The seed pods may get to as long as five inches, with a sweet green gummy liquid holding the nut-brown seeds in place in the pod. The seeds themselves are about nickel-sized, but fairly thick and rounded, so they are fun to play with — just don't eat them.


A small Kentucky Coffee Tree seed pod. They can get to about 4-5 inches long - no comparison to the length of its cousin's, the Honeylocust (Gleditsia triacanthos). But, when you open up a pod, you find some fun seeds inside, much more fun than the honeylocust's.

Rick Meader | Contributor

Some Native Americans also used large quantities of the seed to put in the water and stupefy or kill fish. While animals don't use the seeds as food due to their toxicity, the tree is the larval host for the bisected honey locust moth (Sphingicampa bisecta) and the bicolored honey locust moth (Sphingicampa bicolor).

While, in Michigan, it is found naturally in floodplains, it can also be grown as a street tree in less favorable conditions. In fact, there is a good stretch of them on South Boulevard in Ann Arbor, and they form a nice allee along Barton Shore Drive in Barton Hills. There is also a large specimen on the front lawn of the president's house on the University of Michigan campus. It can reach heights of 60-80 feet and a spread of about 25-40 feet (see photo for a good view of a magnificent specimen along Packard Road without its leaves, but with many seed pods remaining).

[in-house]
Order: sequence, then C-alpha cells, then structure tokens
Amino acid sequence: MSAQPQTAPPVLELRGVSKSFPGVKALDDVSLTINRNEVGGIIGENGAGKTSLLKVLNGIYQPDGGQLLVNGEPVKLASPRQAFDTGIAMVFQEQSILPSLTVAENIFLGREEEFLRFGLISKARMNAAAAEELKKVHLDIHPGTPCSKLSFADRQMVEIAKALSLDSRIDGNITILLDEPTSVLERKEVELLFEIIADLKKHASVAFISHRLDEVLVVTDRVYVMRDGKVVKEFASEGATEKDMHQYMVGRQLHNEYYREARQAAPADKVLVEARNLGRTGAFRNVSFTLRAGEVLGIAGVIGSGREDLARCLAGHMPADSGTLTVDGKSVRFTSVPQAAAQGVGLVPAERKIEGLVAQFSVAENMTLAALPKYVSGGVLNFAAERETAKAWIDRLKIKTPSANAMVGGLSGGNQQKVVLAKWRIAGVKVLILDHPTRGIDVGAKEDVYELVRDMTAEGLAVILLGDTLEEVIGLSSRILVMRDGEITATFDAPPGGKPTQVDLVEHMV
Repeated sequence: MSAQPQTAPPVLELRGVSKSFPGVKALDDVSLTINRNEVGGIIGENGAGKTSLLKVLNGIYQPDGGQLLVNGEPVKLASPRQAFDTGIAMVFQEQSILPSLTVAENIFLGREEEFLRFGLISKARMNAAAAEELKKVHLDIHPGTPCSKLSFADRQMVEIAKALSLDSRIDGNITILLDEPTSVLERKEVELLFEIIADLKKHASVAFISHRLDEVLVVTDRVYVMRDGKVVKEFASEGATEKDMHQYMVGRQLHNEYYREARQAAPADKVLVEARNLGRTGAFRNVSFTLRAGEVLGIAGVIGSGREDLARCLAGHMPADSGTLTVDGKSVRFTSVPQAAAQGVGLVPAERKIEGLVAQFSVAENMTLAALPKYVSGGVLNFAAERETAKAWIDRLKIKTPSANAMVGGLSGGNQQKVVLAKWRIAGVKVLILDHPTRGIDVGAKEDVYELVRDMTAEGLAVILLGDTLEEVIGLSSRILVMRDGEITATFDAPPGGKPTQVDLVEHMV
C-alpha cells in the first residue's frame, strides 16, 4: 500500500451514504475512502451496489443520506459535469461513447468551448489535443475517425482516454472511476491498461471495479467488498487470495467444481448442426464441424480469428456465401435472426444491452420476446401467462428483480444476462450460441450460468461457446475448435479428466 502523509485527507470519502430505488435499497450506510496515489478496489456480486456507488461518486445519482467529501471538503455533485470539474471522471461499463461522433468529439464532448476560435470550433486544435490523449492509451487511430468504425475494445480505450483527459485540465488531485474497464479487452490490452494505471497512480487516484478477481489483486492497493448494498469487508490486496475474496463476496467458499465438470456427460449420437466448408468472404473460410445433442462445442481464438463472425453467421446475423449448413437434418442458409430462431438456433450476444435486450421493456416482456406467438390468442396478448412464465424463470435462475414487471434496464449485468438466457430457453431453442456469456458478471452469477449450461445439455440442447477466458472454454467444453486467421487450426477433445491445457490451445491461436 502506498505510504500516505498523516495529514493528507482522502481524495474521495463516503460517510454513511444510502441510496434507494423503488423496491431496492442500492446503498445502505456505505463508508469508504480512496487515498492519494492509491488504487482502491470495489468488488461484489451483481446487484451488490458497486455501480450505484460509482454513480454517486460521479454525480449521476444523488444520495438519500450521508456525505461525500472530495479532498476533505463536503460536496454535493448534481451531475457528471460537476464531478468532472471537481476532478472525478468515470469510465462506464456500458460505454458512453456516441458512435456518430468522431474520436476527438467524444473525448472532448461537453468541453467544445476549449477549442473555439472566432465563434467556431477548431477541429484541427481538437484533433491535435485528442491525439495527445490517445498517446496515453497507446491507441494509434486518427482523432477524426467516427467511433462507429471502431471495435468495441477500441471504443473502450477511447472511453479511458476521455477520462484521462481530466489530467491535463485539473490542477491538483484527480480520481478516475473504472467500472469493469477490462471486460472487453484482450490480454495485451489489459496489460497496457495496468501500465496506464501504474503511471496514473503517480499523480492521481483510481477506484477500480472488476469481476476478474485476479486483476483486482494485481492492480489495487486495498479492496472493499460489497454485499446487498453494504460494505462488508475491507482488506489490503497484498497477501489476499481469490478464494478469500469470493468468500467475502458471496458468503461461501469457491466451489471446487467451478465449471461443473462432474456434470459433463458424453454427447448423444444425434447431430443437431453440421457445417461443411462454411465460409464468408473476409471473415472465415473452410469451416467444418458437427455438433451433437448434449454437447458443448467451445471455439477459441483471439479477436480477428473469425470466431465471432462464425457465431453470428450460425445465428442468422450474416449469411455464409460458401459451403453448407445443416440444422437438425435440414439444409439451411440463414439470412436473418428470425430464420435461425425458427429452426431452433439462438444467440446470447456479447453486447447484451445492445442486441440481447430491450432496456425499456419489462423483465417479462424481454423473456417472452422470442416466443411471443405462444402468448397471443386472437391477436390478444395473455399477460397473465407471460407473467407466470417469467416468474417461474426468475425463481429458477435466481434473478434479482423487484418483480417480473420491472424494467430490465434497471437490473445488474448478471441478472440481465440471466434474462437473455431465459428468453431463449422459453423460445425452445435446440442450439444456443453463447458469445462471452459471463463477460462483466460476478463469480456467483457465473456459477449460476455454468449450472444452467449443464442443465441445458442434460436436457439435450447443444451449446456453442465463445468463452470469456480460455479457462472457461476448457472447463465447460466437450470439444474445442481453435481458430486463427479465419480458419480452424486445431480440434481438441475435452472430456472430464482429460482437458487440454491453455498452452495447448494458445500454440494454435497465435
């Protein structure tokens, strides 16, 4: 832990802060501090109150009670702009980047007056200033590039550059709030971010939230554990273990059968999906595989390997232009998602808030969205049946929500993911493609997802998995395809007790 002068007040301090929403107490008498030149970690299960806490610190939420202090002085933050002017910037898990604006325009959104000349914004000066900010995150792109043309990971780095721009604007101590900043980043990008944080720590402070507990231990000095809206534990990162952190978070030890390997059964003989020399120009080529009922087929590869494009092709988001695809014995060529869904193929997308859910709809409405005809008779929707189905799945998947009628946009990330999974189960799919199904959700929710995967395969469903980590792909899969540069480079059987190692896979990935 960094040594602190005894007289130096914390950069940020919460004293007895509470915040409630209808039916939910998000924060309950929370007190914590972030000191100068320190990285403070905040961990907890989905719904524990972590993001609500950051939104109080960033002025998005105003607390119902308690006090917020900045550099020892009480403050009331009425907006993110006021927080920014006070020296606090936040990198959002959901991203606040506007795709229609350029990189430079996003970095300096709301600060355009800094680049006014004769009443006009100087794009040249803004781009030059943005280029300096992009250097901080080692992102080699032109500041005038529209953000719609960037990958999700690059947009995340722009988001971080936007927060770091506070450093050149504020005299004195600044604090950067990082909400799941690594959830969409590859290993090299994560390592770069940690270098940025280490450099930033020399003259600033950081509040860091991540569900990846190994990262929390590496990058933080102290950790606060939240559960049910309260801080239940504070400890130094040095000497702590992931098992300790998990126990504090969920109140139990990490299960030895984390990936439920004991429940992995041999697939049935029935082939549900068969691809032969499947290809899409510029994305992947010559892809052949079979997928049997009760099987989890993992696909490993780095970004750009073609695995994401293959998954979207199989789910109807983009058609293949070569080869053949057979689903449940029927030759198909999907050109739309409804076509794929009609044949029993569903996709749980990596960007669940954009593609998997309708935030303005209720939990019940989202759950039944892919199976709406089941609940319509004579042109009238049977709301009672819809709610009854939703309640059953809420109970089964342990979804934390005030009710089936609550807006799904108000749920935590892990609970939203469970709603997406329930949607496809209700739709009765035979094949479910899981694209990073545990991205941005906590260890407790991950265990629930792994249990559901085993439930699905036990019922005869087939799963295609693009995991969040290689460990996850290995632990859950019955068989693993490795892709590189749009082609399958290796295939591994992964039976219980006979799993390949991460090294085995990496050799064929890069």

If you want to use it in your landscape, it is carried in many, but not all, mainstream nurseries. Make sure you plant it in a sunny location and, ideally, in a situation with rich, moist soil. And, be prepared to have some seed pods to clean up in the fall. Also, be patient with it as it is a bit gangly as a youngster, but is relatively fast-growing and is quite magnificent once it gets past its awkward childhood.

If you do add it to your yard, you can invite your friends over for a good cup of coffee to admire your new, fairly uncommon shade tree while you sing a round of "My Old Kentucky Home."

Get out and enjoy the open woods of winter, everyone!